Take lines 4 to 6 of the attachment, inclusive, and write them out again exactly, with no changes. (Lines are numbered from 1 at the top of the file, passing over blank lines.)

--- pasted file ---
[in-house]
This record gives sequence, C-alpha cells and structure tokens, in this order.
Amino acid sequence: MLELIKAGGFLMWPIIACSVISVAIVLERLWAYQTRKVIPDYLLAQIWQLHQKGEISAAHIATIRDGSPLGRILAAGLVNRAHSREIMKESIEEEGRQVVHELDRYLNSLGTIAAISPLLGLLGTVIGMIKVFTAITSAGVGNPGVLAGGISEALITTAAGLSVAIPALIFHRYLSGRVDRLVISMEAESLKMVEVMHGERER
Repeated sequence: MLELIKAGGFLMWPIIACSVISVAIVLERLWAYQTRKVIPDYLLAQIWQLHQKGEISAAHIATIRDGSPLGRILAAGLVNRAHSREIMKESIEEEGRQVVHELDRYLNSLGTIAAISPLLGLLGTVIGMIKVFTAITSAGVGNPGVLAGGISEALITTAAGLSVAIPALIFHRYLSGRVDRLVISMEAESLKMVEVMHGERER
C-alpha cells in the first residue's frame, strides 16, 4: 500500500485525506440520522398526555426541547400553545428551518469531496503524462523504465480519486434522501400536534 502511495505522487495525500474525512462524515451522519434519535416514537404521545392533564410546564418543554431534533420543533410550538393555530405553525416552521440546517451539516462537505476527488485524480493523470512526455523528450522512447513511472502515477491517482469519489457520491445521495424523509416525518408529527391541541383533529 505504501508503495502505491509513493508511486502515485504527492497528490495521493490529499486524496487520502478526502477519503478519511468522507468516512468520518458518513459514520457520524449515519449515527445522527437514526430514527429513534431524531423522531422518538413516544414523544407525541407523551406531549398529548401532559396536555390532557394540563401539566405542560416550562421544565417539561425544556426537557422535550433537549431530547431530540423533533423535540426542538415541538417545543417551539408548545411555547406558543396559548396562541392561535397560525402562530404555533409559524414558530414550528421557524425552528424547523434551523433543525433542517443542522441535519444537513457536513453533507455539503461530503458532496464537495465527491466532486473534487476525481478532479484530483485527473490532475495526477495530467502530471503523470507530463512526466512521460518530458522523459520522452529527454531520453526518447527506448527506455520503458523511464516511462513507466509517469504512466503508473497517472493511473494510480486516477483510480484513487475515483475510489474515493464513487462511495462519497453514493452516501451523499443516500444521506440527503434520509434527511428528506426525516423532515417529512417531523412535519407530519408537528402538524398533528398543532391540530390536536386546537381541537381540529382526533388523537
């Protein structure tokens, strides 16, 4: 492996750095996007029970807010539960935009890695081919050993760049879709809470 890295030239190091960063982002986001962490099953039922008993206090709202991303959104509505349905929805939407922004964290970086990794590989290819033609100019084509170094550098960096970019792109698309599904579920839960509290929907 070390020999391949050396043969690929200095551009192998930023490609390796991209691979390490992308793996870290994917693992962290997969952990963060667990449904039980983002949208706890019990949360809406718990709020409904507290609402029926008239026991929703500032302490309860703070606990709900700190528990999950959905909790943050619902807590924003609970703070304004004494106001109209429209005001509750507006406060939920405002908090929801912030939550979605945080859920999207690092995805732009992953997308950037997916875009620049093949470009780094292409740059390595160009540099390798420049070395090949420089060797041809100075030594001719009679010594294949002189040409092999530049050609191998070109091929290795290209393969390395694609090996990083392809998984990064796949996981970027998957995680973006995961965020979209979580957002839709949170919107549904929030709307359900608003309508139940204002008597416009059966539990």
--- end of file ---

Repeated sequence: MLELIKAGGFLMWPIIACSVISVAIVLERLWAYQTRKVIPDYLLAQIWQLHQKGEISAAHIATIRDGSPLGRILAAGLVNRAHSREIMKESIEEEGRQVVHELDRYLNSLGTIAAISPLLGLLGTVIGMIKVFTAITSAGVGNPGVLAGGISEALITTAAGLSVAIPALIFHRYLSGRVDRLVISMEAESLKMVEVMHGERER
C-alpha cells in the first residue's frame, strides 16, 4: 500500500485525506440520522398526555426541547400553545428551518469531496503524462523504465480519486434522501400536534 502511495505522487495525500474525512462524515451522519434519535416514537404521545392533564410546564418543554431534533420543533410550538393555530405553525416552521440546517451539516462537505476527488485524480493523470512526455523528450522512447513511472502515477491517482469519489457520491445521495424523509416525518408529527391541541383533529 505504501508503495502505491509513493508511486502515485504527492497528490495521493490529499486524496487520502478526502477519503478519511468522507468516512468520518458518513459514520457520524449515519449515527445522527437514526430514527429513534431524531423522531422518538413516544414523544407525541407523551406531549398529548401532559396536555390532557394540563401539566405542560416550562421544565417539561425544556426537557422535550433537549431530547431530540423533533423535540426542538415541538417545543417551539408548545411555547406558543396559548396562541392561535397560525402562530404555533409559524414558530414550528421557524425552528424547523434551523433543525433542517443542522441535519444537513457536513453533507455539503461530503458532496464537495465527491466532486473534487476525481478532479484530483485527473490532475495526477495530467502530471503523470507530463512526466512521460518530458522523459520522452529527454531520453526518447527506448527506455520503458523511464516511462513507466509517469504512466503508473497517472493511473494510480486516477483510480484513487475515483475510489474515493464513487462511495462519497453514493452516501451523499443516500444521506440527503434520509434527511428528506426525516423532515417529512417531523412535519407530519408537528402538524398533528398543532391540530390536536386546537381541537381540529382526533388523537
């Protein structure tokens, strides 16, 4: 492996750095996007029970807010539960935009890695081919050993760049879709809470 890295030239190091960063982002986001962490099953039922008993206090709202991303959104509505349905929805939407922004964290970086990794590989290819033609100019084509170094550098960096970019792109698309599904579920839960509290929907 070390020999391949050396043969690929200095551009192998930023490609390796991209691979390490992308793996870290994917693992962290997969952990963060667990449904039980983002949208706890019990949360809406718990709020409904507290609402029926008239026991929703500032302490309860703070606990709900700190528990999950959905909790943050619902807590924003609970703070304004004494106001109209429209005001509750507006406060939920405002908090929801912030939550979605945080859920999207690092995805732009992953997308950037997916875009620049093949470009780094292409740059390595160009540099390798420049070395090949420089060797041809100075030594001719009679010594294949002189040409092999530049050609191998070109091929290795290209393969390395694609090996990083392809998984990064796949996981970027998957995680973006995961965020979209979580957002839709949170919107549904929030709307359900608003309508139940204002008597416009059966539990």